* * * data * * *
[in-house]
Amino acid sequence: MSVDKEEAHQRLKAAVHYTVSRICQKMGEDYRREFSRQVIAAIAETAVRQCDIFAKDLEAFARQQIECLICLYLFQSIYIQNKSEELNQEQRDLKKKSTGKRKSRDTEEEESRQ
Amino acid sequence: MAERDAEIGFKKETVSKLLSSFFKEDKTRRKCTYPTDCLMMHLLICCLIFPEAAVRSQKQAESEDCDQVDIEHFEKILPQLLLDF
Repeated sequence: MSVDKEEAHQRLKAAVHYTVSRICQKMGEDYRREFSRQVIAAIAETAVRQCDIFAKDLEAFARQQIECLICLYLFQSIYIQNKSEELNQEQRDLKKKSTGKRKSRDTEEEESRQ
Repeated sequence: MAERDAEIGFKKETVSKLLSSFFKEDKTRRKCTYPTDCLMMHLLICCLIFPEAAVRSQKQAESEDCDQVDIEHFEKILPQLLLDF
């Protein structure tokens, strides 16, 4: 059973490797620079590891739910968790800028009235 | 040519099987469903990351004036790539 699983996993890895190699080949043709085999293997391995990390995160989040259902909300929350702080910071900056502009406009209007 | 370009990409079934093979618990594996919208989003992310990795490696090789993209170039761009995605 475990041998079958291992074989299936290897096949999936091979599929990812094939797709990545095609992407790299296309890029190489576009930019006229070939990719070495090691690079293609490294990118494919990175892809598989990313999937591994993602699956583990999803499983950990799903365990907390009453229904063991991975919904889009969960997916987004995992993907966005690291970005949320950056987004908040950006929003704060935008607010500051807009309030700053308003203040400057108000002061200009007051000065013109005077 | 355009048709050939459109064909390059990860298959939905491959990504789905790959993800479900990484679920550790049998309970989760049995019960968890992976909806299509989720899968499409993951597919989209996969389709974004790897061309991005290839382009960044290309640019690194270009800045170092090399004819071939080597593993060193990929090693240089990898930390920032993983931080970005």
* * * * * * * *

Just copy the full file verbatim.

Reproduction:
[in-house]
Amino acid sequence: MSVDKEEAHQRLKAAVHYTVSRICQKMGEDYRREFSRQVIAAIAETAVRQCDIFAKDLEAFARQQIECLICLYLFQSIYIQNKSEELNQEQRDLKKKSTGKRKSRDTEEEESRQ
Amino acid sequence: MAERDAEIGFKKETVSKLLSSFFKEDKTRRKCTYPTDCLMMHLLICCLIFPEAAVRSQKQAESEDCDQVDIEHFEKILPQLLLDF
Repeated sequence: MSVDKEEAHQRLKAAVHYTVSRICQKMGEDYRREFSRQVIAAIAETAVRQCDIFAKDLEAFARQQIECLICLYLFQSIYIQNKSEELNQEQRDLKKKSTGKRKSRDTEEEESRQ
Repeated sequence: MAERDAEIGFKKETVSKLLSSFFKEDKTRRKCTYPTDCLMMHLLICCLIFPEAAVRSQKQAESEDCDQVDIEHFEKILPQLLLDF
């Protein structure tokens, strides 16, 4: 059973490797620079590891739910968790800028009235 | 040519099987469903990351004036790539 699983996993890895190699080949043709085999293997391995990390995160989040259902909300929350702080910071900056502009406009209007 | 370009990409079934093979618990594996919208989003992310990795490696090789993209170039761009995605 475990041998079958291992074989299936290897096949999936091979599929990812094939797709990545095609992407790299296309890029190489576009930019006229070939990719070495090691690079293609490294990118494919990175892809598989990313999937591994993602699956583990999803499983950990799903365990907390009453229904063991991975919904889009969960997916987004995992993907966005690291970005949320950056987004908040950006929003704060935008607010500051807009309030700053308003203040400057108000002061200009007051000065013109005077 | 355009048709050939459109064909390059990860298959939905491959990504789905790959993800479900990484679920550790049998309970989760049995019960968890992976909806299509989720899968499409993951597919989209996969389709974004790897061309991005290839382009960044290309640019690194270009800045170092090399004819071939080597593993060193990929090693240089990898930390920032993983931080970005």